Evidence of the specific harm genetically modified (GM) foods can cause is finally beginning to surface.
In a recent study of rats fed on GM potatoes, damage to the small intestine was detected. Researchers in Aberdeen found that potatoes modified to express the Galanthus nivalis lectin, or GNA, caused an increase in mucosal thickness of the stomach, when compared with those fed on potatoes which had not been genetically modified.
The GM-exposed rats also had a more pronounced immune response to the diet and an alteration in the intestine. The authors suggest that any plant containing lectins, such as the GM soya bean, may have the potential to produce these same symptoms.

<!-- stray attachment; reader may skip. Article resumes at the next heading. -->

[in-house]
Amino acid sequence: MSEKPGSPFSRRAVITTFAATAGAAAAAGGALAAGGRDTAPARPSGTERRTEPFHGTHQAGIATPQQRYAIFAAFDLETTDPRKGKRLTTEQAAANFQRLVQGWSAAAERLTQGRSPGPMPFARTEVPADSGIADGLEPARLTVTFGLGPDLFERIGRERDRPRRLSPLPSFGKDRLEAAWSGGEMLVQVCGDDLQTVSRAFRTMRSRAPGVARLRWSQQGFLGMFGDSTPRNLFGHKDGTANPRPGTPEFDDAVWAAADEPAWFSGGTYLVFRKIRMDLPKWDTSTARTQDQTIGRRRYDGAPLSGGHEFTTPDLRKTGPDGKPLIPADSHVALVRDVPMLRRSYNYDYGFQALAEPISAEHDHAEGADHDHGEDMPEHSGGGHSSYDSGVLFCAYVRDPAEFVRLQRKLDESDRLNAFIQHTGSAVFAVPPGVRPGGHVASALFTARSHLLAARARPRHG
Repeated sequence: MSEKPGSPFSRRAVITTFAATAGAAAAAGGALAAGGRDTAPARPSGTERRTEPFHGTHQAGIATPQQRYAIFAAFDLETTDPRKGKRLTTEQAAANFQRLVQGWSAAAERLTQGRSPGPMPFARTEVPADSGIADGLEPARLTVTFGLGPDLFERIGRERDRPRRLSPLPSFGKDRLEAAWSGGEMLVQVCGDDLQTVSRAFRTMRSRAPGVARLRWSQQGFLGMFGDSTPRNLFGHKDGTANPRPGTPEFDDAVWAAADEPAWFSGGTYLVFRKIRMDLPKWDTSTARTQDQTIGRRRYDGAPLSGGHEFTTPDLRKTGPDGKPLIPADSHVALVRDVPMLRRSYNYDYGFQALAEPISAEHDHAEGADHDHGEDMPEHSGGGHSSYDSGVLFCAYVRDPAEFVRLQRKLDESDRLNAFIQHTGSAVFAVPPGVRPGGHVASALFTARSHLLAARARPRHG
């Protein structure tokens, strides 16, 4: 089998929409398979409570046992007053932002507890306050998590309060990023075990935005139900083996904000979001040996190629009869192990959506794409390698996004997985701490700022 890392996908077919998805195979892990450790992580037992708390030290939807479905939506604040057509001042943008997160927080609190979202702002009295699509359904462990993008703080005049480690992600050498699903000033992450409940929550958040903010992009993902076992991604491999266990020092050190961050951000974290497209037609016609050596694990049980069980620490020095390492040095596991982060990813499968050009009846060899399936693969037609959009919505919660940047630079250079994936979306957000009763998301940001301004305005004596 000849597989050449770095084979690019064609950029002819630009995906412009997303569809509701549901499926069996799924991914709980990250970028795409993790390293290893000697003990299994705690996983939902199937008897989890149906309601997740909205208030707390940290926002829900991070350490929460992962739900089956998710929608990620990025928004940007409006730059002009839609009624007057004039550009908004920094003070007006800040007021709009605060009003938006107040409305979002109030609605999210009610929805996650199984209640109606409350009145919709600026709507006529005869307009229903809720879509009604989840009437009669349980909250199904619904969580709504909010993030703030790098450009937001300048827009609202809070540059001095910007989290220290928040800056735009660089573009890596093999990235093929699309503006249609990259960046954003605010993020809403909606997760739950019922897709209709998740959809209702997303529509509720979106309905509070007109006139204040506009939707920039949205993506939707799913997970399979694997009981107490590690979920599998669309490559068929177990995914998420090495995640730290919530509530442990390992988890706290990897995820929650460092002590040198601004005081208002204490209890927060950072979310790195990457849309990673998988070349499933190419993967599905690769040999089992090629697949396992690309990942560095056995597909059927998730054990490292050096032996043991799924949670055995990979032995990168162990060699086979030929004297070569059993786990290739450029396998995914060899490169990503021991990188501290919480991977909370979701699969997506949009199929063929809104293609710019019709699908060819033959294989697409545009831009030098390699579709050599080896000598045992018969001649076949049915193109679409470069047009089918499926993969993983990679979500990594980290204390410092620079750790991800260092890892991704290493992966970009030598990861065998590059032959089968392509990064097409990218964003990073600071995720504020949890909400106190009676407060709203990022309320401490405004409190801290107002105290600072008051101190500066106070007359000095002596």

Although these results are preliminary and concern animal studies, which may not apply to humans, they open the door for more comprehensive research into the adverse effects of GM foods. Lectins are increasingly being considered for incorporation into GM foods to protect them from attack by insects.
Previous research has shown that other types of lectins, such as those found in peanuts, can damage the gut. Another paper in the same journal analysed the effect of GNA on human cells and suggested that the results found in rats may also be relevant to humans (Lancet, 1999; 354:1354-5).